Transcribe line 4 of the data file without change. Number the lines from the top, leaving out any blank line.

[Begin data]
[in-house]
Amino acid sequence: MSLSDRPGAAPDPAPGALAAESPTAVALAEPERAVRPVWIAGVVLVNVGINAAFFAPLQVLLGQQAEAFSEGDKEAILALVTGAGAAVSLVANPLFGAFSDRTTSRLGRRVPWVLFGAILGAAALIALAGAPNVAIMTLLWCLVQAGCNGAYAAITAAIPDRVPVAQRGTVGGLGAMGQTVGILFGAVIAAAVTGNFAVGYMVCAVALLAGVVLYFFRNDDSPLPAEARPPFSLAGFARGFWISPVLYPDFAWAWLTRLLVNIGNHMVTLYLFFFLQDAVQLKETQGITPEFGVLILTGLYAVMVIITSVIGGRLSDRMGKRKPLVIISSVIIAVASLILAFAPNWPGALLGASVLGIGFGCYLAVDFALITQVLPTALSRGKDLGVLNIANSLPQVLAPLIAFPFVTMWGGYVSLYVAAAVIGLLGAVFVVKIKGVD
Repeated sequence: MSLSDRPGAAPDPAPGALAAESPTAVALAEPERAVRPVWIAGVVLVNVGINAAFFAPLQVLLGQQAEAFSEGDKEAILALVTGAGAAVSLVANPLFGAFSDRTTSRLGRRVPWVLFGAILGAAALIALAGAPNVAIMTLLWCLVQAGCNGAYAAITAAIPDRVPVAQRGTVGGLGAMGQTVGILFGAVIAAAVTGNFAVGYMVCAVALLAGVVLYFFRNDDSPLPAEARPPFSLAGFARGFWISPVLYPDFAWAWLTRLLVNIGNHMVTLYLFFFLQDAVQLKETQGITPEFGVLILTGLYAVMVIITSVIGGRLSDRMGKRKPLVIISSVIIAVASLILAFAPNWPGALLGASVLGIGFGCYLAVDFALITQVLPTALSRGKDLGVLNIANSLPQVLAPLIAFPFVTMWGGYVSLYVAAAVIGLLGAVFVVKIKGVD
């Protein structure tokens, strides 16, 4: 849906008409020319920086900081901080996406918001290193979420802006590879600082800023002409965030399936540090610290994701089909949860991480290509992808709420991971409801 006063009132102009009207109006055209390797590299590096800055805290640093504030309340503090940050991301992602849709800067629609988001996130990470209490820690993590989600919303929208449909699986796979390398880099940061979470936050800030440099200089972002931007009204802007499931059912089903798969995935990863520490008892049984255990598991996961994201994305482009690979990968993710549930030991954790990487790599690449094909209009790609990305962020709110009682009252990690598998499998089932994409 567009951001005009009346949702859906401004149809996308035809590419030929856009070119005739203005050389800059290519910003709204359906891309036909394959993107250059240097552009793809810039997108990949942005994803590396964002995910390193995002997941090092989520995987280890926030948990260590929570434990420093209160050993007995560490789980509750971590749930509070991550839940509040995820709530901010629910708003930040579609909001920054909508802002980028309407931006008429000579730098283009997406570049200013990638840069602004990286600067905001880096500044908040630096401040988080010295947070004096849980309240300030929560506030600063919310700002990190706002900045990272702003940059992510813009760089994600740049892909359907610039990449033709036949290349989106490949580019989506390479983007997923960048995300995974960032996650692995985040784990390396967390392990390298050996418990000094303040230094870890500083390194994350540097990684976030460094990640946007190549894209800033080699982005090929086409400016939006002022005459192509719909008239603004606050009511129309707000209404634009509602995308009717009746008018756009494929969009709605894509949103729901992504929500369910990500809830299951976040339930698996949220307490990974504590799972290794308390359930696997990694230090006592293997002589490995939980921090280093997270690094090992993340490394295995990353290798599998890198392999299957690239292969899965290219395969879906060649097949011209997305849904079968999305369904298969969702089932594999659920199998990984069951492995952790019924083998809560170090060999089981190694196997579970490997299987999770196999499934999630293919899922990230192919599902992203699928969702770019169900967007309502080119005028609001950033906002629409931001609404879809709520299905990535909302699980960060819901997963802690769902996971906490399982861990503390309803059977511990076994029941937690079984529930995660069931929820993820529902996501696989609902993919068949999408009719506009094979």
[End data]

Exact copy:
């Protein structure tokens, strides 16, 4: 849906008409020319920086900081901080996406918001290193979420802006590879600082800023002409965030399936540090610290994701089909949860991480290509992808709420991971409801 006063009132102009009207109006055209390797590299590096800055805290640093504030309340503090940050991301992602849709800067629609988001996130990470209490820690993590989600919303929208449909699986796979390398880099940061979470936050800030440099200089972002931007009204802007499931059912089903798969995935990863520490008892049984255990598991996961994201994305482009690979990968993710549930030991954790990487790599690449094909209009790609990305962020709110009682009252990690598998499998089932994409 567009951001005009009346949702859906401004149809996308035809590419030929856009070119005739203005050389800059290519910003709204359906891309036909394959993107250059240097552009793809810039997108990949942005994803590396964002995910390193995002997941090092989520995987280890926030948990260590929570434990420093209160050993007995560490789980509750971590749930509070991550839940509040995820709530901010629910708003930040579609909001920054909508802002980028309407931006008429000579730098283009997406570049200013990638840069602004990286600067905001880096500044908040630096401040988080010295947070004096849980309240300030929560506030600063919310700002990190706002900045990272702003940059992510813009760089994600740049892909359907610039990449033709036949290349989106490949580019989506390479983007997923960048995300995974960032996650692995985040784990390396967390392990390298050996418990000094303040230094870890500083390194994350540097990684976030460094990640946007190549894209800033080699982005090929086409400016939006002022005459192509719909008239603004606050009511129309707000209404634009509602995308009717009746008018756009494929969009709605894509949103729901992504929500369910990500809830299951976040339930698996949220307490990974504590799972290794308390359930696997990694230090006592293997002589490995939980921090280093997270690094090992993340490394295995990353290798599998890198392999299957690239292969899965290219395969879906060649097949011209997305849904079968999305369904298969969702089932594999659920199998990984069951492995952790019924083998809560170090060999089981190694196997579970490997299987999770196999499934999630293919899922990230192919599902992203699928969702770019169900967007309502080119005028609001950033906002629409931001609404879809709520299905990535909302699980960060819901997963802690769902996971906490399982861990503390309803059977511990076994029941937690079984529930995660069931929820993820529902996501696989609902993919068949999408009719506009094979």